How to Find Teaching Jobs Abroad: Summer and Full-Time
Are you interested in teaching as well as a genuine international experience? Working in education overseas could be the career choice for you.
For Jason Dillon, a current student at the Harvard Kennedy School, teaching abroad allowed him financial and professional opportunities that would have been much more difficult to achieve in the United States. After working as a special education teacher in California, his journey started when he found a book in the library called How to Travel for Free. His experience in independent international schools spans from Venezuela to Beijing, and granted him opportunities to be a leader in the expatriate community in which he worked – even serving as the international school principal in Venezuela after only a short time working at the school.
“The best decision I ever made was to go overseas,” Jason said. “International schools are really good at providing you with a safe environment, and they work hard to orient you in a foreign country. As a teacher you get to explore but you don’t feel like a tourist, and there’s a core group of expatriates there with you doing the same thing.” While a lot of schools are great for professional development, they also carry financial perks. “As far as salary benefits, this is the best deal you’re going to get as a teacher,” he said. “You don’t pay United States’ taxes, and your housing is provided in most cases.”
Before trying to find a job at an international school, Jason mentioned the importance of having a teacher certification, and two years of teaching experience in the United States. “Schools don’t prioritize applicants who haven’t taught before, because having teachers in their first year of teaching as well as their first year in a foreign country is tough.”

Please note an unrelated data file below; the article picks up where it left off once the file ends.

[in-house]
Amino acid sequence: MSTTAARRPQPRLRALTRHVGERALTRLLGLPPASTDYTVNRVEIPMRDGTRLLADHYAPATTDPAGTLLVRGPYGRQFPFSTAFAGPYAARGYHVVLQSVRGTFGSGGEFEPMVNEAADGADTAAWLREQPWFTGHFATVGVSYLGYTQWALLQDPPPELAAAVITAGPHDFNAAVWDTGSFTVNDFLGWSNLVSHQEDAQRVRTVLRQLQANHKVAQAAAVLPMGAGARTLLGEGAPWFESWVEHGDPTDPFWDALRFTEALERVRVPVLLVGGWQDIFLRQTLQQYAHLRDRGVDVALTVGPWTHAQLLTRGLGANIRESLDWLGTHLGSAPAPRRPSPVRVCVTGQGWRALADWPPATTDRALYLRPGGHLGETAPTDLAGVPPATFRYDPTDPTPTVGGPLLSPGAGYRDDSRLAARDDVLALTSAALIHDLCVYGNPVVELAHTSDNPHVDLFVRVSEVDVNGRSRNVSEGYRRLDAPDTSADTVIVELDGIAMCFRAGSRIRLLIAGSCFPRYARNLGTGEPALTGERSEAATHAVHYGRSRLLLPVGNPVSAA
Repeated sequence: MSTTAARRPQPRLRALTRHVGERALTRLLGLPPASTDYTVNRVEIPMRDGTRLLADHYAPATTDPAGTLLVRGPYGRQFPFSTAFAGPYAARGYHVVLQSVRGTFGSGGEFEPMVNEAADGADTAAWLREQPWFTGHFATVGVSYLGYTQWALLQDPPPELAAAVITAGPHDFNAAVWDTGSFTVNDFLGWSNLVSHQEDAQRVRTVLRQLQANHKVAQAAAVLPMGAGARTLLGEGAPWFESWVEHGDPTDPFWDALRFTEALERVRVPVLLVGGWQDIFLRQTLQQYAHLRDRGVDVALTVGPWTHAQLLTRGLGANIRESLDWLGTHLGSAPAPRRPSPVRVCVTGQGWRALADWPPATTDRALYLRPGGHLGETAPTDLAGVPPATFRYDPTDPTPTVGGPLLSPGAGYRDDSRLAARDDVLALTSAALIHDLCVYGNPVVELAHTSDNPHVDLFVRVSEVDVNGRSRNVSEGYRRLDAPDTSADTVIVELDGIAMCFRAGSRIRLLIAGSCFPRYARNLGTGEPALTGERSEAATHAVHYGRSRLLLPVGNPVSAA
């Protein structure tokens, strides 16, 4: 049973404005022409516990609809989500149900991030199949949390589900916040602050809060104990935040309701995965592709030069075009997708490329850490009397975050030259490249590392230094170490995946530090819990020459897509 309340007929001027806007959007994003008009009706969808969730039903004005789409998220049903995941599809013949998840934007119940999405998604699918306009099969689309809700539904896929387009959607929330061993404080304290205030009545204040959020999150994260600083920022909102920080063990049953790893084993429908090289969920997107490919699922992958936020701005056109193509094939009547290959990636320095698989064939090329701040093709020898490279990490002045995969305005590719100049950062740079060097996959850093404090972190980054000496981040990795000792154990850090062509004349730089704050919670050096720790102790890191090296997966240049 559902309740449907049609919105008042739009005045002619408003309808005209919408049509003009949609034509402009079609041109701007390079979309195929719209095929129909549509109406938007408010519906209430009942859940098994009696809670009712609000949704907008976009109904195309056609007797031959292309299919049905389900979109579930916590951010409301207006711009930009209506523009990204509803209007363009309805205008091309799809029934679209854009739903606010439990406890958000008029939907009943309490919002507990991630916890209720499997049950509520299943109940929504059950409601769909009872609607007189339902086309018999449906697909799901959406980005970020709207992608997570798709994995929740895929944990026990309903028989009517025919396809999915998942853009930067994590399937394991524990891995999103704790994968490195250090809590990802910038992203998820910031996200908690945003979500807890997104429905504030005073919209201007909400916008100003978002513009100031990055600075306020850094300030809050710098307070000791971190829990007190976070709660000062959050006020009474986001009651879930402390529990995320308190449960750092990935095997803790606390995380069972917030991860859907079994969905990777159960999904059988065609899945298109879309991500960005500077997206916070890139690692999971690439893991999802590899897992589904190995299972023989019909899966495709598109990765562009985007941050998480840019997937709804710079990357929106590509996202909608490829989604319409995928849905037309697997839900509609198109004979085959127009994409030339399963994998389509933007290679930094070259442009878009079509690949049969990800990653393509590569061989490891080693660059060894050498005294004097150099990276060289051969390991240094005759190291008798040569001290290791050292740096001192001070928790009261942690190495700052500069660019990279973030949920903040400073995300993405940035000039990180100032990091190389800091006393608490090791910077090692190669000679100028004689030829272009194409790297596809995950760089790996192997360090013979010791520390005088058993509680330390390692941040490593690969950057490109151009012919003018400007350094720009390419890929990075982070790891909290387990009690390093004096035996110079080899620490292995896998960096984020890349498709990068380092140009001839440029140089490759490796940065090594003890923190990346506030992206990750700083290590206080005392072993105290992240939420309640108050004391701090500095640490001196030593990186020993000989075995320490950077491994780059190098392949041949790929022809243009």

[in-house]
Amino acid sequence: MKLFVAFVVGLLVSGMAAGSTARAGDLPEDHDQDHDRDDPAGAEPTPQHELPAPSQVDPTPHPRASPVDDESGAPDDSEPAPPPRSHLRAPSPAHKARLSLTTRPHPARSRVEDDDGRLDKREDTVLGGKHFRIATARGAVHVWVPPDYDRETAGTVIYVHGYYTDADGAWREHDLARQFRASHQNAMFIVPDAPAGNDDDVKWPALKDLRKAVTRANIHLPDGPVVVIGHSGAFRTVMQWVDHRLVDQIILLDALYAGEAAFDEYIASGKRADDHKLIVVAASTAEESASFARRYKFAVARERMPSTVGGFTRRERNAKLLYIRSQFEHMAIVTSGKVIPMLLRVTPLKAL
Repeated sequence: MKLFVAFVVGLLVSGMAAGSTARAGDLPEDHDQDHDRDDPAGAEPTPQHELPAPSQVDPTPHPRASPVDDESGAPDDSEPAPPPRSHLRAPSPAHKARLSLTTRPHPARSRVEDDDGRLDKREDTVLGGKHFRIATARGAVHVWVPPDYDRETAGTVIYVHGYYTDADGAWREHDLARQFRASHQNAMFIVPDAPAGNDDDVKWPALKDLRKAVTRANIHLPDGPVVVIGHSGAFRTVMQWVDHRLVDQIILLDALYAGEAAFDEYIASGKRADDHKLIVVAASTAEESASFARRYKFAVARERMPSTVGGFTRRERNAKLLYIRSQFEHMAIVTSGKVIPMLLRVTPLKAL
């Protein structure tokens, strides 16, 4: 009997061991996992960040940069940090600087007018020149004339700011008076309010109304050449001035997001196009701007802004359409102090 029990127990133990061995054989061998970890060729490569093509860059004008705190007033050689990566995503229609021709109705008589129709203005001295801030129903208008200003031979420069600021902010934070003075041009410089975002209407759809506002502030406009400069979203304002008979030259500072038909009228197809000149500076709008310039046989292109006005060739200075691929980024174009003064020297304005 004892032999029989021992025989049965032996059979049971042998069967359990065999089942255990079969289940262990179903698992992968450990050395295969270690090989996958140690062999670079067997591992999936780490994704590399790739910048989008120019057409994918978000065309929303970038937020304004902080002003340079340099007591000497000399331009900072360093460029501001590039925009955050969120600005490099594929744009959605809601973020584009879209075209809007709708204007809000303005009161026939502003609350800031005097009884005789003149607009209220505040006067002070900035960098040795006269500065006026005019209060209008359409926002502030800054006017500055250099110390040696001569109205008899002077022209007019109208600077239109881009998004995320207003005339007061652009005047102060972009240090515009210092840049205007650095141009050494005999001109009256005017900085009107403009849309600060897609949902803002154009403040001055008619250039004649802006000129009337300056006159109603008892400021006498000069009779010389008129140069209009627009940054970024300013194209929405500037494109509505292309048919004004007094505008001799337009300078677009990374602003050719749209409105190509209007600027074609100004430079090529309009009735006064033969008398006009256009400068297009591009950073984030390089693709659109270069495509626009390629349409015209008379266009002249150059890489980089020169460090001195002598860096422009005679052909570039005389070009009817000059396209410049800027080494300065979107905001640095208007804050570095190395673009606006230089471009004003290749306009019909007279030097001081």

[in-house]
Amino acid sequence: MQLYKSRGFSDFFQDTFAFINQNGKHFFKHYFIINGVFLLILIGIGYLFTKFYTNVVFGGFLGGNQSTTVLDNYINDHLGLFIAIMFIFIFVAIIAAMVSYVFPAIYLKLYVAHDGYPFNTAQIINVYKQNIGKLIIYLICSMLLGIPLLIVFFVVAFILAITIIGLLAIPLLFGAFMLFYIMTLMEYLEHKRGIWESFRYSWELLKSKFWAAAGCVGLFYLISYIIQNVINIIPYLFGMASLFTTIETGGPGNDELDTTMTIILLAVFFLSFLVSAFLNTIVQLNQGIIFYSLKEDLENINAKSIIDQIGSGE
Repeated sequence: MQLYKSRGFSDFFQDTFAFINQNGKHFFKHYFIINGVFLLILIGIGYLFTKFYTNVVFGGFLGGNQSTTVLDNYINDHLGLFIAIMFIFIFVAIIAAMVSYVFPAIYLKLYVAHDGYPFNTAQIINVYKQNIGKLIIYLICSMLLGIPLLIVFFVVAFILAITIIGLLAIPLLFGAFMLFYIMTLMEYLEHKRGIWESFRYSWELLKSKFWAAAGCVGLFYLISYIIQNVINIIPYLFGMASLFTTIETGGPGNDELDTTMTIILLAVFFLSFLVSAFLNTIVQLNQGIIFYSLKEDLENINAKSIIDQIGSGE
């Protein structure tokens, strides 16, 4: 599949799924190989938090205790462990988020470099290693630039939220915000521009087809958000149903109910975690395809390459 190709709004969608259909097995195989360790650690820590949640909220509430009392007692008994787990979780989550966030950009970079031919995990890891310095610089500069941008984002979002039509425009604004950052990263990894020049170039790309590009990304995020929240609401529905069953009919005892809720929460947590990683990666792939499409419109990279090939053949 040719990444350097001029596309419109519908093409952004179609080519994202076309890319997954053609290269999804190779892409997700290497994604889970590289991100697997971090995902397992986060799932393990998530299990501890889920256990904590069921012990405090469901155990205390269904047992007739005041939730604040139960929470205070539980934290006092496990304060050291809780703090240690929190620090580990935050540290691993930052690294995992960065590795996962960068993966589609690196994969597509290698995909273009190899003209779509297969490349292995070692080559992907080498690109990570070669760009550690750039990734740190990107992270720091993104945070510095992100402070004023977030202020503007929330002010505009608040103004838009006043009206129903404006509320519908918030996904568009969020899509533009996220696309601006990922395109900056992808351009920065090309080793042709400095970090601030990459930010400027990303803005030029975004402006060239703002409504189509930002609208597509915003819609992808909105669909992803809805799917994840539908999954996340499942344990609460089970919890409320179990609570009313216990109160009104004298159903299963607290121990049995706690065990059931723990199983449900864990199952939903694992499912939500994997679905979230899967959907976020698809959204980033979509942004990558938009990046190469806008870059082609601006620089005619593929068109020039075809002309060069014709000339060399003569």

Jamie Bruce, the current director of education for WorldTeach, told a different story of how she ended up abroad. She decided to go into education overseas because she wanted to “get dirty with the world’s problems.” After finding an ESL (English as a Second Language) program in Egypt as an alternative to the PeaceCorps, she discovered that her “bossy nature” was instinctive in the classroom. In her position at a language school in Cairo, she was paid a comfortable salary that enabled her to travel as much as she wanted. Although she had not completed the recommended two years of teaching experience in the United States, she was able to work overseas because the jobs happened to be completely in flux. “A last minute job opened and I sort of slipped through the cracks,” she said. Later, she received a job in Djibouti through an NGO.
While even a two-year contract abroad can seem like a long time, Jamie stressed the importance of its duration. “You don’t realize how much culture affects you until you’re separated from it,” she said. “Signing a two-year contract sounds huge, but it takes a while to carve out a life. It takes a little while to acclimate yourself.”
Julia Eger, ’14